Dialectical logic is critical logic: it reveals modes and contents of thought which transcend the codified patterns of use and validation. Dialectical thought does not invent these contents; they have accrued to the notions in the long tradition of thought and action. Dialectical analysis merely assembles and reactivates them; it recovers tabooed meanings and thus appears almost as a return, or rather a conscious liberation of the repressed! Since the established universe of discourse is that of an unfree world, dialectical thought is necessarily destructive, and whatever liberation it may bring is a liberation in thought, in theory. However, the divorce of thought from action, of theory from practice, is itself part of the unfree world. No thought and no theory can undo it; but theory may help to prepare the ground for their possible reunion, and the ability of the thought to develop a logic and language is a prerequisite for this task.
In what, then, lies the power of negative thinking? Dialectical thought has not hindered Hegel from developing his philosophy into a neat and comprehensive system which, in the end, accentuates the positive emphatically. I believe it is the idea of Reason itself which is the undialectical element in Hegel’s philosophy. The idea of Reason comprehends everything and ultimately absolves everything, because it has its place and function in the whole, and the whole is beyond good and evil, truth and falsehood. It may even be justifiable, logically as well as historically, to define Reason in terms which include slavery, the Inquisition, child labor, concentration camps, gas chambers, and nuclear preparedness. These may well have been integral parts of that rationality which has governed the recorded history of mankind. If so, the idea of Reason itself is at stake; it reveals itself as a part rather than as the whole. This does not mean that reason abdicates its claim to confront reality with the truth about reality. On the contrary, when Marxian theory takes shape as a critique of Hegel’s philosophy, it does so in the name of Reason. It is consonant with the innermost effort of Hegel’s thought if his own philosophy is “cancelled,” not by substituting for Reason some extrarational standards, but by driving Reason itself to recognize the extent to which it is still unreasonable, blind, the victim of unmastered forces. Reason, as the developing and applied knowledge of man—as “free thought”—was instrumental in creating the world we live in. It was also instrumental in sustaining, toil, and suffering. But Reason, and Reason alone, contains its own corrective.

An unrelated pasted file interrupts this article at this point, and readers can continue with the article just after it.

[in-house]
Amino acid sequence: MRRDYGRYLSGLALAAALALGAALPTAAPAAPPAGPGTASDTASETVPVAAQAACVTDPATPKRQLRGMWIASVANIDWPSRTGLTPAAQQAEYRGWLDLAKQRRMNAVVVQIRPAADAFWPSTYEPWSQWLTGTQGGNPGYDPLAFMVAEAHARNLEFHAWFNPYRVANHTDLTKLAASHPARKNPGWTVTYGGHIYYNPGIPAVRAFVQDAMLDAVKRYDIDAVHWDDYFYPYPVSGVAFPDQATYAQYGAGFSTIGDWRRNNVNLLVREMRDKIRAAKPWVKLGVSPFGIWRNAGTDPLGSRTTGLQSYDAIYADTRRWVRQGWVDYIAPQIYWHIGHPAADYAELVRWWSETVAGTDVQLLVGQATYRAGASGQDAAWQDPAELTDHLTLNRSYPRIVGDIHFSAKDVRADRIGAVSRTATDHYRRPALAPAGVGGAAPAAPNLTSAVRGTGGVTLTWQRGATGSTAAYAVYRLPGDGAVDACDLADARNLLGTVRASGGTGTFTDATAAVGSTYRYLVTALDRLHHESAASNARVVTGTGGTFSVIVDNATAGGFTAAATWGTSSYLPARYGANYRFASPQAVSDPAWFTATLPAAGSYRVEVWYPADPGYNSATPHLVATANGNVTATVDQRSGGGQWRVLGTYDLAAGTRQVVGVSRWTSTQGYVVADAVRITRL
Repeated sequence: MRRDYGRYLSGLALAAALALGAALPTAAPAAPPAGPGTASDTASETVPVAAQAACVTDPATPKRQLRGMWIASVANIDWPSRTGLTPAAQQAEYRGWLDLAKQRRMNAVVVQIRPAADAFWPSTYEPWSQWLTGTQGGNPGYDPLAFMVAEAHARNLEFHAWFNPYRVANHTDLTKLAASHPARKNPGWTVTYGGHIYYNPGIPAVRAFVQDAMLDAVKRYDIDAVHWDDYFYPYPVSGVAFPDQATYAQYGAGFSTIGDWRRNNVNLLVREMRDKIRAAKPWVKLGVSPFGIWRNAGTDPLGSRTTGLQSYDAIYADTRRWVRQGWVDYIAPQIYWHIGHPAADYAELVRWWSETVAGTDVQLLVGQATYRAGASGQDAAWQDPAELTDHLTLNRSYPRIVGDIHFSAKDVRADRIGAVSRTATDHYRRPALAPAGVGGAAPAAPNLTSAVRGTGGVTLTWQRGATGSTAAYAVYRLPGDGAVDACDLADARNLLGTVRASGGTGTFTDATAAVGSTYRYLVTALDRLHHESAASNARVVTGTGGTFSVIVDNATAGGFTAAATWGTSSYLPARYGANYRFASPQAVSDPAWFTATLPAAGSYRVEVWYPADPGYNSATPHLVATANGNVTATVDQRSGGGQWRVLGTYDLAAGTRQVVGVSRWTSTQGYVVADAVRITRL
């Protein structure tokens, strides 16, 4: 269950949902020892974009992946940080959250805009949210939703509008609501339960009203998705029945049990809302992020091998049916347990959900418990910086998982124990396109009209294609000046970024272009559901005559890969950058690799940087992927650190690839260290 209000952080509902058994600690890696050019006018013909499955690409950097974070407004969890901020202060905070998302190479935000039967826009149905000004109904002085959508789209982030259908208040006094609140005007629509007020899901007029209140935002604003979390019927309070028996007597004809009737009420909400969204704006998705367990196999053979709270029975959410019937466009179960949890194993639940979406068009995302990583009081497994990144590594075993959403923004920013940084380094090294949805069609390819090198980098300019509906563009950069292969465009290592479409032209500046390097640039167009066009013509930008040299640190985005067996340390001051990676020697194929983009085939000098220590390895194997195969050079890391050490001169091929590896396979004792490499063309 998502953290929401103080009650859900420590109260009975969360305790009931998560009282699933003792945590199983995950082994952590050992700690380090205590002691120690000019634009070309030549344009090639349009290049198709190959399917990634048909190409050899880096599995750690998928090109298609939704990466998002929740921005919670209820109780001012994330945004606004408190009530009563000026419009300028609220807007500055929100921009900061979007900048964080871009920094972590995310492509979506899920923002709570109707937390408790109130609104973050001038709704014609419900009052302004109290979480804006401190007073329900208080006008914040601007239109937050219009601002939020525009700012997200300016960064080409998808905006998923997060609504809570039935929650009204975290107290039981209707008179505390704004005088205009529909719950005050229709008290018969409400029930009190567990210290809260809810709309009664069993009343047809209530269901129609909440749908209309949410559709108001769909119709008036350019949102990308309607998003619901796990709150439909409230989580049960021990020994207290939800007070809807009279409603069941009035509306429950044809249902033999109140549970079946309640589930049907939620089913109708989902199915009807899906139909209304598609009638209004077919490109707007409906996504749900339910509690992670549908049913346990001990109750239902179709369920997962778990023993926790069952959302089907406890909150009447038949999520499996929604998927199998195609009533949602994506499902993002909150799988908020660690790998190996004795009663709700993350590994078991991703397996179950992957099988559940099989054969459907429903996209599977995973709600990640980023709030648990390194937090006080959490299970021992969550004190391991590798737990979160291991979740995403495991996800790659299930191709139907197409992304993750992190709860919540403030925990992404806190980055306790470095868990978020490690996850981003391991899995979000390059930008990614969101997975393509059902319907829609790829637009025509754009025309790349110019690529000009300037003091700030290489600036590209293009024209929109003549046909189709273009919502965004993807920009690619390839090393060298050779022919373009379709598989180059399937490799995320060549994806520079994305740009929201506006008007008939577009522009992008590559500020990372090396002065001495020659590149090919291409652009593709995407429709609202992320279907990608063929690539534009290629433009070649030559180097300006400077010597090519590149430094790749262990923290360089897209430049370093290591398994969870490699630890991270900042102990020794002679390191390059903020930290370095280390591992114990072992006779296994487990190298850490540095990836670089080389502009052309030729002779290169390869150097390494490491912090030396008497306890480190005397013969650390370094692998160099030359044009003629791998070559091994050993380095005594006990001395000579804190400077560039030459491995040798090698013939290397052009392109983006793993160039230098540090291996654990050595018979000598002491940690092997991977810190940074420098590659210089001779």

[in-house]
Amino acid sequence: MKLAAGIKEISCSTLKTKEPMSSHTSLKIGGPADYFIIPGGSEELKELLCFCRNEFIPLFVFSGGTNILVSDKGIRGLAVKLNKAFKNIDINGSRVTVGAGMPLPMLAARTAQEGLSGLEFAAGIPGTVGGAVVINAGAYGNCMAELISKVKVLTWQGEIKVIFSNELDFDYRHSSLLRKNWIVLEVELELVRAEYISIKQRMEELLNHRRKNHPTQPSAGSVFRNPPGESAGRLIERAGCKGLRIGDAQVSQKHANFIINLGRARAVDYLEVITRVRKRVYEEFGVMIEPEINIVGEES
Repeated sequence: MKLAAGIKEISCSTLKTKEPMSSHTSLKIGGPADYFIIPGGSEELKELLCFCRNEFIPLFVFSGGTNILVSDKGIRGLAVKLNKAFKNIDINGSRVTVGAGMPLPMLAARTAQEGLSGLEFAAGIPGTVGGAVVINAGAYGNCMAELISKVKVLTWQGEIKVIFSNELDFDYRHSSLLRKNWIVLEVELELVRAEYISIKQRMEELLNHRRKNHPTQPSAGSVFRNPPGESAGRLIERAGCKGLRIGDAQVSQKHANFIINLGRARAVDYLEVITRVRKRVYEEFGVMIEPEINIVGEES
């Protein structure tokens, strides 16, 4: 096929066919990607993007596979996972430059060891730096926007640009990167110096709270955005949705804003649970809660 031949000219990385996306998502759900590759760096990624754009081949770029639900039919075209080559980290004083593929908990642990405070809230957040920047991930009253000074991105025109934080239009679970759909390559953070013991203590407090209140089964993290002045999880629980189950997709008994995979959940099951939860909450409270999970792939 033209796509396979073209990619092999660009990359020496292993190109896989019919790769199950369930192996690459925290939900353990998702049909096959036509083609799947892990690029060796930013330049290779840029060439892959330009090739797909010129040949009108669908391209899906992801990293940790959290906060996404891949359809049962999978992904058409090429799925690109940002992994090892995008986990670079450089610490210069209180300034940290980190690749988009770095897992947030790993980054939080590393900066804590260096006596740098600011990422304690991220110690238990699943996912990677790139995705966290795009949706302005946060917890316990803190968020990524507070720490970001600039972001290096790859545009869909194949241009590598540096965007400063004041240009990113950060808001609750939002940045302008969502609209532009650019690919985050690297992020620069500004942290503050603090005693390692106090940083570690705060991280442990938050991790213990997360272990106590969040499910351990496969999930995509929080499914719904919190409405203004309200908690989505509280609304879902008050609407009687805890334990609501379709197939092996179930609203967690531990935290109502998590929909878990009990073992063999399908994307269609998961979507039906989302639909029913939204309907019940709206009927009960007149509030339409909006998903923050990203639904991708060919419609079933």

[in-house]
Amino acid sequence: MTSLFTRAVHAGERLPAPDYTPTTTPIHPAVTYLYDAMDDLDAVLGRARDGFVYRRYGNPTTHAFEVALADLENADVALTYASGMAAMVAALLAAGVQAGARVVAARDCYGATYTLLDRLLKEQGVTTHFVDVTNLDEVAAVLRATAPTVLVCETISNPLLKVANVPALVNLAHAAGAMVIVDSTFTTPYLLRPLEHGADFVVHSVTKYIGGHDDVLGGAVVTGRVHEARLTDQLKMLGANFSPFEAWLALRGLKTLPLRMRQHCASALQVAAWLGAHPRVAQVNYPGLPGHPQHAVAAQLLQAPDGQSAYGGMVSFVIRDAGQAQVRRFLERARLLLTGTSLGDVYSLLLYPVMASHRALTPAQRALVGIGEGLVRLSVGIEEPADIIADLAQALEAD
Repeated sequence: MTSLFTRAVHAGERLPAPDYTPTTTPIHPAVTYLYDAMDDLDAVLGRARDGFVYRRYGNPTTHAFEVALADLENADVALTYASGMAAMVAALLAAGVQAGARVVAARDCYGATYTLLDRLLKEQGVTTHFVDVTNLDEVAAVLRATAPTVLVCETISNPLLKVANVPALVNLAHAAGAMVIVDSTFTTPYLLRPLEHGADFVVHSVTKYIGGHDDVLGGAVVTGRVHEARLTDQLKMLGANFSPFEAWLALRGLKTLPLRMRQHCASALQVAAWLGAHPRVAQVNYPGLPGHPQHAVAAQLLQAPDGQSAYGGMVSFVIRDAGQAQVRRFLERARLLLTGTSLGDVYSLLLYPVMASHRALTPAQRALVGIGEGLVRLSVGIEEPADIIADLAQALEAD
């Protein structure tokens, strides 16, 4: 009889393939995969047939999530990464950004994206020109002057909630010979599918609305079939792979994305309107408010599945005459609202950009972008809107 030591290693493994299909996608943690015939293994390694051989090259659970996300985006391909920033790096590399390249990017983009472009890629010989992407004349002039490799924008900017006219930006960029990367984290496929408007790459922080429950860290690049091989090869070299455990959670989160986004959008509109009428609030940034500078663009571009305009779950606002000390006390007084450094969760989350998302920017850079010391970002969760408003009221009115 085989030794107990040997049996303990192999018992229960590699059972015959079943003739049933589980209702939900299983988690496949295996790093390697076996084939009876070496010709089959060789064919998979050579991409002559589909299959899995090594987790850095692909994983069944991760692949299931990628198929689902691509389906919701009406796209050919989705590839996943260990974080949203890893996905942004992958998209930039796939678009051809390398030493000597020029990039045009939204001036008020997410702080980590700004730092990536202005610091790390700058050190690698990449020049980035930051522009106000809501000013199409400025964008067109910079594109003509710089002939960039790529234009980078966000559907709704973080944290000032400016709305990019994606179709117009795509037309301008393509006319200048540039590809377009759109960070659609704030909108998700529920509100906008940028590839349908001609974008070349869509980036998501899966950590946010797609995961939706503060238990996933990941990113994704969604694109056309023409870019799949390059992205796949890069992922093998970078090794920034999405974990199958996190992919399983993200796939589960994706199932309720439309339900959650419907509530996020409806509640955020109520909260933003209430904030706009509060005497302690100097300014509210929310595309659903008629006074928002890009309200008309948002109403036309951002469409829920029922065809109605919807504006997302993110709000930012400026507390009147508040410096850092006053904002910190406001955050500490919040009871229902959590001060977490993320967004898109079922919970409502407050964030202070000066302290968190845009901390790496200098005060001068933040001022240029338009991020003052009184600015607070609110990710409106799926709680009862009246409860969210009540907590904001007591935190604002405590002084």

In the Logic, which forms the first part of his System of philosophy, Hegel anticipates almost literally Wagner’s Parsifal message “the hand that inflicts the wound is also the hand that heals it.”(4) The context is the biblical story of the Fall of Man. Knowledge may have caused the wound in the existence of man, the crime and the guilt; but the second innocence, the “second harmony,” can be gained only from knowledge. Redemption can never be the work of a “guileless fool.” Against the various obscurantists who insist on the right of the irrational versus the intellect, Hegel inseparably links progress in freedom to progress in thought, action to theory. Since he accepted the specific historical form of Reason reached at his time as the reality of Reason the advance beyond this form of Reason must be an advance of Reason itself; and since the adjustment of Reason to oppressive social institutions perpetuated unfreedom, progress in freedom depends on thought becoming political, in the shape of a theory which demonstrates negation as a political alternative implicit in the historical situation. Marx’s materialistic “subversion” of Hegel, therefore, was not a shift from one philosophical position to another, nor from philosophy to social theory, but rather a recognition that the established forms of life were reaching the stage of their historical negation.